[Editor's note: This story originally appeared in the April 2020 edition of E&P. Subscribe to the magazine here.] 

Limited takeaway capacity, industry concerns over regulatory restrictions and low commodity prices are combining to suppress production growth and operator enthusiasm in the Rockies and Bakken region.

According to the U.S. Energy Information Administration’s (EIA) monthly “Drilling Productivity Report,” oil production in the Bakken remained mostly flat in 2019, while the gassier Niobrara saw only modest gains in natural gas production. The EIA’s report revealed oil production in the Bakken hovering around 1.4 MMbbl/d, while gas production in the Niobrara held steady at about 12.5 Tcf/d.

Although natural gas breakevens in the Rockies and Bakken are higher than commodity prices, Enverus expects any production gains operators might see will likely come from their oil plays.

In its recent “FundamentalEdge Report: Rockies & Bakken in Focus,” Enverus reported that the low-growth outlook will likely remain throughout 2020, but better days could be on the horizon as planned pipeline expansions come online sometime next year.

“Like all U.S. basins, the Rockies and Bakken are expected to slow down due to lower prices and pipeline takeaway constraints, but that doesn’t mean there aren’t some glimmers of hope,” said Jesse Mercer, senior director of crude market analytics at Enverus. “Operators that continue to scrutinize cost savings, efficiencies and prioritization of crude oil over gas will fare better than others.”

While most companies are reporting plans to maintain fl at production in the Rockies and Bakken, some are planning growth, such as Devon Energy, EOG Resources, Marathon Oil and Hess. According to its third-quarter 2019 investor report, Devon is planning to potentially double its Niobrara activity this year.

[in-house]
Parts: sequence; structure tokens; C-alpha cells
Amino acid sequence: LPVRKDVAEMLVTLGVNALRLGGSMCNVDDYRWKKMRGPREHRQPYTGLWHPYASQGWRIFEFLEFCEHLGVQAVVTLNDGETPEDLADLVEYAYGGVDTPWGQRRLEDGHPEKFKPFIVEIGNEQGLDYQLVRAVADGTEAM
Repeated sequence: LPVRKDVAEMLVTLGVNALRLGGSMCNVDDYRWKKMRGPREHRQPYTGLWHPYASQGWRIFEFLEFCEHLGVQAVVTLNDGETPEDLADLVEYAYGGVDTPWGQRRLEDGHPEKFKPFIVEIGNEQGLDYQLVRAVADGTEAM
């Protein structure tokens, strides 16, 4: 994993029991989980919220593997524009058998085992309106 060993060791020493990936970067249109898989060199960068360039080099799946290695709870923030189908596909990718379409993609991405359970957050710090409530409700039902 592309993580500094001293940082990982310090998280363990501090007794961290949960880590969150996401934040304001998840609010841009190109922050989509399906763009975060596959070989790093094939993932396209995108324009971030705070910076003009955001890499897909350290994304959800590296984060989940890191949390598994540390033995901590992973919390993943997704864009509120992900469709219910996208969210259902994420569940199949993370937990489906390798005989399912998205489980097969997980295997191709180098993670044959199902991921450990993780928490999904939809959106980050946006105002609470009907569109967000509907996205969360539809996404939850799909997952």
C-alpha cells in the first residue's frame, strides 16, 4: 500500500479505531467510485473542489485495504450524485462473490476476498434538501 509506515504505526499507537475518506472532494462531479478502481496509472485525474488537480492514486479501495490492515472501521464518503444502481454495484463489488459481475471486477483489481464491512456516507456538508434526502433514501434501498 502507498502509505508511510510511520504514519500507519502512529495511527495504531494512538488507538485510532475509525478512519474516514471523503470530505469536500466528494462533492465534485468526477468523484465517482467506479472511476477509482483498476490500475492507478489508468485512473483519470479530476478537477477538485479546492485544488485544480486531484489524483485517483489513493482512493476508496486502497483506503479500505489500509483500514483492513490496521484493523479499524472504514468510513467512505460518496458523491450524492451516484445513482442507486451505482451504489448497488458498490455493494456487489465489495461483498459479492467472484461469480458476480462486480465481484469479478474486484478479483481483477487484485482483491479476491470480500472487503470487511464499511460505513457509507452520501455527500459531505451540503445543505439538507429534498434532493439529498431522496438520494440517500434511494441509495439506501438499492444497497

Source: Enverus
Line pressure and takeaway issues negatively affected the Denver-Julesburg (D-J) Basin in summer 2018. Most of those issues have been resolved, as reflected in the production increase in 2019. The Williston Basin was impacted by the 2016 downturn, but it has since rebounded and has been in a growth mode. (All charts courtesy of Enverus)
Source: Enverus
Lateral lengths have steadily increased from 5,883 ft in 2015 to 9,243 ft in 2019, a 57% increase. Proppant and fluid intensities also have increased, although at a lower rate than lateral length.
Source: Enverus
Lateral lengths in the Powder River Basin have increased significantly from 5,700 ft in 2015 to 9,146 ft in 2019, a 60% increase. While proppant intensity has seen significant increases, fluid intensities have declined since 2016.
Source: Enverus
Completion methods in the Williston Basin have remained relatively consistent over the past five years. Lateral lengths have remained mostly unchanged, and both proppant and fluid intensities increased up until 2017 and have since slightly declined.